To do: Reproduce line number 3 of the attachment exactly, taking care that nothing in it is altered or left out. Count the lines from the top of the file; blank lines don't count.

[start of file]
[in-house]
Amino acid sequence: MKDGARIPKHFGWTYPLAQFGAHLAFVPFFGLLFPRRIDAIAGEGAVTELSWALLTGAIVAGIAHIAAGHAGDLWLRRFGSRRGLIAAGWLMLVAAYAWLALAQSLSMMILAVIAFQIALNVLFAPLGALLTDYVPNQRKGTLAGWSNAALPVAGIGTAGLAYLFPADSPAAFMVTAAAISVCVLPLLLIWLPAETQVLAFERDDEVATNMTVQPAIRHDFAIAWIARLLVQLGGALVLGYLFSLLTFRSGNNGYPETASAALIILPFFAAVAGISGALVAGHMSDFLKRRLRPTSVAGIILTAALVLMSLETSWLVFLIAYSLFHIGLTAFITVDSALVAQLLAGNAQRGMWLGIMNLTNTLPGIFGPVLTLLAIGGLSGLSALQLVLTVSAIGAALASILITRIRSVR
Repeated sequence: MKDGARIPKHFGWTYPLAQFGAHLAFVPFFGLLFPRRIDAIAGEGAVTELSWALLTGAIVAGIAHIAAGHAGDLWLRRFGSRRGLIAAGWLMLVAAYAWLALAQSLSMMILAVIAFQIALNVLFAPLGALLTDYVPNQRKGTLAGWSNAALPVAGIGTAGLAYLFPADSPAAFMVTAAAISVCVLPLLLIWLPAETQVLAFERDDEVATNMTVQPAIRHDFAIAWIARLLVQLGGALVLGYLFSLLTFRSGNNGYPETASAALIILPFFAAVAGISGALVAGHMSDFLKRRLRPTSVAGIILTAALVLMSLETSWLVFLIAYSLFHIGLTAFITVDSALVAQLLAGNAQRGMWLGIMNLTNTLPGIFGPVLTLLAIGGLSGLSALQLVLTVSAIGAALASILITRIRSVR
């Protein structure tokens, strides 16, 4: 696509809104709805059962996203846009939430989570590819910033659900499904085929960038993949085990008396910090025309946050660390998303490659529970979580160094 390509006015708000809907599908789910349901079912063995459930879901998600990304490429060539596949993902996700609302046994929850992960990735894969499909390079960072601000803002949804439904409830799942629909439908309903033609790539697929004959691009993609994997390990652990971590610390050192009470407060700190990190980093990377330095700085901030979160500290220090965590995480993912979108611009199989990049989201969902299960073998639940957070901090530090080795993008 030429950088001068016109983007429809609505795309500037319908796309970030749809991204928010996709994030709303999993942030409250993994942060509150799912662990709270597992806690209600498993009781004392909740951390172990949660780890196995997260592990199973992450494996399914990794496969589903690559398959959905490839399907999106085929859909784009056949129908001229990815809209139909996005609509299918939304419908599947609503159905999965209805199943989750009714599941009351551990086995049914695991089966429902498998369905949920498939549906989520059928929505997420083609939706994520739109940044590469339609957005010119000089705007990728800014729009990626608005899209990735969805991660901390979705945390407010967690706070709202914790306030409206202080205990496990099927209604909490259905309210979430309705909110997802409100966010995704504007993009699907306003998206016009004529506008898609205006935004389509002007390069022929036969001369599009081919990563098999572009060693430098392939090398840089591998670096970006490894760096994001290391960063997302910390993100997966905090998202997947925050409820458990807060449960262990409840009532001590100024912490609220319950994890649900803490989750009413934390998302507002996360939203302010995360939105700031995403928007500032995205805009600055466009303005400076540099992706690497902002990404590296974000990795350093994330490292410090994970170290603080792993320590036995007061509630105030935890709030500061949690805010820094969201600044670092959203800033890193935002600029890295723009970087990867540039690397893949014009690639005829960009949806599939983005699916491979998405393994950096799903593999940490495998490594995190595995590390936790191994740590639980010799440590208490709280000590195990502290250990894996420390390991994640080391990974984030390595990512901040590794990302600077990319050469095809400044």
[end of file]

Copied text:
Repeated sequence: MKDGARIPKHFGWTYPLAQFGAHLAFVPFFGLLFPRRIDAIAGEGAVTELSWALLTGAIVAGIAHIAAGHAGDLWLRRFGSRRGLIAAGWLMLVAAYAWLALAQSLSMMILAVIAFQIALNVLFAPLGALLTDYVPNQRKGTLAGWSNAALPVAGIGTAGLAYLFPADSPAAFMVTAAAISVCVLPLLLIWLPAETQVLAFERDDEVATNMTVQPAIRHDFAIAWIARLLVQLGGALVLGYLFSLLTFRSGNNGYPETASAALIILPFFAAVAGISGALVAGHMSDFLKRRLRPTSVAGIILTAALVLMSLETSWLVFLIAYSLFHIGLTAFITVDSALVAQLLAGNAQRGMWLGIMNLTNTLPGIFGPVLTLLAIGGLSGLSALQLVLTVSAIGAALASILITRIRSVR